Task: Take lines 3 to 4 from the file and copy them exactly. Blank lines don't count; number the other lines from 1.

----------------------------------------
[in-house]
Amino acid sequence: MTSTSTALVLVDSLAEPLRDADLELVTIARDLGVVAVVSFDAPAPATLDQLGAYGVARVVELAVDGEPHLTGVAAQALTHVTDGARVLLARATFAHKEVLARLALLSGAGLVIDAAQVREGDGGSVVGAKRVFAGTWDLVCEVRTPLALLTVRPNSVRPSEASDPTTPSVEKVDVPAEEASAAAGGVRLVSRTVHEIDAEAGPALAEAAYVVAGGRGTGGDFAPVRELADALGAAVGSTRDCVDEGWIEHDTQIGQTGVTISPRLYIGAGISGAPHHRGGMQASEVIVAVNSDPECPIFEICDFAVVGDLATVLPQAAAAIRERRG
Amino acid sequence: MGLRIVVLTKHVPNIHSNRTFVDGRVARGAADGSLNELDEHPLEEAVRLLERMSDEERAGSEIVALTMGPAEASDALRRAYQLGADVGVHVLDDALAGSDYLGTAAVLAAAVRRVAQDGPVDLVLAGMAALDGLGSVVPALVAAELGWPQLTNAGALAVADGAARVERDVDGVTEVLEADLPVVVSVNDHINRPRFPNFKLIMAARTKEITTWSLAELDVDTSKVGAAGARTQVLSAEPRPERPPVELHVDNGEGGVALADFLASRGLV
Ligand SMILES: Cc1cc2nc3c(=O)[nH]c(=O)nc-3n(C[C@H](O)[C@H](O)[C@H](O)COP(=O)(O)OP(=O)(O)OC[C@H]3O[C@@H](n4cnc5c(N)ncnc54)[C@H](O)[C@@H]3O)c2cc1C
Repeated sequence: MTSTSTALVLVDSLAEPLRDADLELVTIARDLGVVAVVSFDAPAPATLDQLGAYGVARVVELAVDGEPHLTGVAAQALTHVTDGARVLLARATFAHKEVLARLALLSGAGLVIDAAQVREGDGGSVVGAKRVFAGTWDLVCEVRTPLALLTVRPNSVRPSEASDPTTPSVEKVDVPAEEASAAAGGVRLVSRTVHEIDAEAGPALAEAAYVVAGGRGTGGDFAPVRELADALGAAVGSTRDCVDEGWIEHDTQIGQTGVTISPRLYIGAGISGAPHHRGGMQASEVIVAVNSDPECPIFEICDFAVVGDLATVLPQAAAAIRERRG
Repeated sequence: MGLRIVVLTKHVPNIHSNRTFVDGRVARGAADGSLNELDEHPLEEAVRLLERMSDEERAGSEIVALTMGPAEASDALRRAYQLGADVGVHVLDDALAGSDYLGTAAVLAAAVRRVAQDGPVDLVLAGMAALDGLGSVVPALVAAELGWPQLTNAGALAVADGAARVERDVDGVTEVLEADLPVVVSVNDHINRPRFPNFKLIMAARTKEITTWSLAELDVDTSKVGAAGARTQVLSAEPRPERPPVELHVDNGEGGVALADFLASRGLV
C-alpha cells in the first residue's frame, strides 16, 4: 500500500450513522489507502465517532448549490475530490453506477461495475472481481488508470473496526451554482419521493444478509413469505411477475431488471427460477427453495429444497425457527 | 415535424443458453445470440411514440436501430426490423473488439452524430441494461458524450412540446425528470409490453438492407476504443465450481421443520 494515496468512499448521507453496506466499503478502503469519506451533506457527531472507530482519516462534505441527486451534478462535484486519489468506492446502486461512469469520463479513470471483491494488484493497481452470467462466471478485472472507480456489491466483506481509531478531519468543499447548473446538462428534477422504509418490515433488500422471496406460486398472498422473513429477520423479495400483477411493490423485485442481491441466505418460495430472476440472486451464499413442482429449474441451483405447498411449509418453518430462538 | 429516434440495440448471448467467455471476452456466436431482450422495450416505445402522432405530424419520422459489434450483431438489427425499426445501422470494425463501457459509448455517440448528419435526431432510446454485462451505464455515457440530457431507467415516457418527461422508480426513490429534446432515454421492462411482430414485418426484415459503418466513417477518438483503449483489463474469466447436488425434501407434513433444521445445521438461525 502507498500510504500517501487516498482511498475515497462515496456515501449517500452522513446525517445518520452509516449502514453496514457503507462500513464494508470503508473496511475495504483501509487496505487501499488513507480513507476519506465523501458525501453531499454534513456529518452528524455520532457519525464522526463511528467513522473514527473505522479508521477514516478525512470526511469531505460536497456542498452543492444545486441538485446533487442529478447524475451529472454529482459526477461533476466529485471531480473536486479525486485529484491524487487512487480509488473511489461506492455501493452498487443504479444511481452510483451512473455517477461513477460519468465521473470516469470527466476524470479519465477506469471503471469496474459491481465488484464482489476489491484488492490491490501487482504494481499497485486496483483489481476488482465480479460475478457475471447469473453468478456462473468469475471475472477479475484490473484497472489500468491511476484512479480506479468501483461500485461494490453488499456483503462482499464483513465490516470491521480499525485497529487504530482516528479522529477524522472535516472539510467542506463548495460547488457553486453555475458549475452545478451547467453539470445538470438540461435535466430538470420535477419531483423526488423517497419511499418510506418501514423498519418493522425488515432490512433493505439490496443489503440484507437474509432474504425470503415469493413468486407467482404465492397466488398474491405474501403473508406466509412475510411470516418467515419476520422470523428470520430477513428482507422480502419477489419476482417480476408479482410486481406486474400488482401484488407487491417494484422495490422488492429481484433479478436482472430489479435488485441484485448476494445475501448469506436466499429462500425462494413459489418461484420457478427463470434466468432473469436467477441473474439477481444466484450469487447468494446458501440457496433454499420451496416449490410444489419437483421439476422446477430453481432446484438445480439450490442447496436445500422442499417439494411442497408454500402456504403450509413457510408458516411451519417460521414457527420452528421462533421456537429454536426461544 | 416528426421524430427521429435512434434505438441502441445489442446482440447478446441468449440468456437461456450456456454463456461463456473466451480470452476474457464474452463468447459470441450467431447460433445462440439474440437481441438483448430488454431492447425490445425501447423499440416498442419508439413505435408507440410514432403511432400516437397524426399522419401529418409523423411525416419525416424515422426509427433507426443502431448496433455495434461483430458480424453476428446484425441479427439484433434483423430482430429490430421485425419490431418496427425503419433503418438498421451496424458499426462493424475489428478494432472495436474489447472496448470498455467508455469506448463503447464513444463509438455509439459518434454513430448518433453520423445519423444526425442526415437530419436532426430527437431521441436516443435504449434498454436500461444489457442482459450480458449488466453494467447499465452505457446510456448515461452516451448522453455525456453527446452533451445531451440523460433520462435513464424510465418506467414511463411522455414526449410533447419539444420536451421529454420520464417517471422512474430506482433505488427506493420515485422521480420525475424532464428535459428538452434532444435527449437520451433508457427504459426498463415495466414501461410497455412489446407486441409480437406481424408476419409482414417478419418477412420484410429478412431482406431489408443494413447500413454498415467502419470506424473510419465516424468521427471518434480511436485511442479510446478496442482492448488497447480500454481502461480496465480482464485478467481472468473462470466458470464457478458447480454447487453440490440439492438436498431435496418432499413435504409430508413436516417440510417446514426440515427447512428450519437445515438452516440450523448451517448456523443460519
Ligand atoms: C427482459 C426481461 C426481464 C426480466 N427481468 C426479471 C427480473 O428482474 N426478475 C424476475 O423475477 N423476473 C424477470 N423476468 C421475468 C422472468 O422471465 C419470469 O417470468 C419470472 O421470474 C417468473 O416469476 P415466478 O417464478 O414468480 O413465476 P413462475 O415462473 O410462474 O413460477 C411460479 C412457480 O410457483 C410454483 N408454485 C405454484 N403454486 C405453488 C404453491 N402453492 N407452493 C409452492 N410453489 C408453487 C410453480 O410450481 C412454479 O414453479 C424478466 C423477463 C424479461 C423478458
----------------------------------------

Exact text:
Amino acid sequence: MGLRIVVLTKHVPNIHSNRTFVDGRVARGAADGSLNELDEHPLEEAVRLLERMSDEERAGSEIVALTMGPAEASDALRRAYQLGADVGVHVLDDALAGSDYLGTAAVLAAAVRRVAQDGPVDLVLAGMAALDGLGSVVPALVAAELGWPQLTNAGALAVADGAARVERDVDGVTEVLEADLPVVVSVNDHINRPRFPNFKLIMAARTKEITTWSLAELDVDTSKVGAAGARTQVLSAEPRPERPPVELHVDNGEGGVALADFLASRGLV
Ligand SMILES: Cc1cc2nc3c(=O)[nH]c(=O)nc-3n(C[C@H](O)[C@H](O)[C@H](O)COP(=O)(O)OP(=O)(O)OC[C@H]3O[C@@H](n4cnc5c(N)ncnc54)[C@H](O)[C@@H]3O)c2cc1C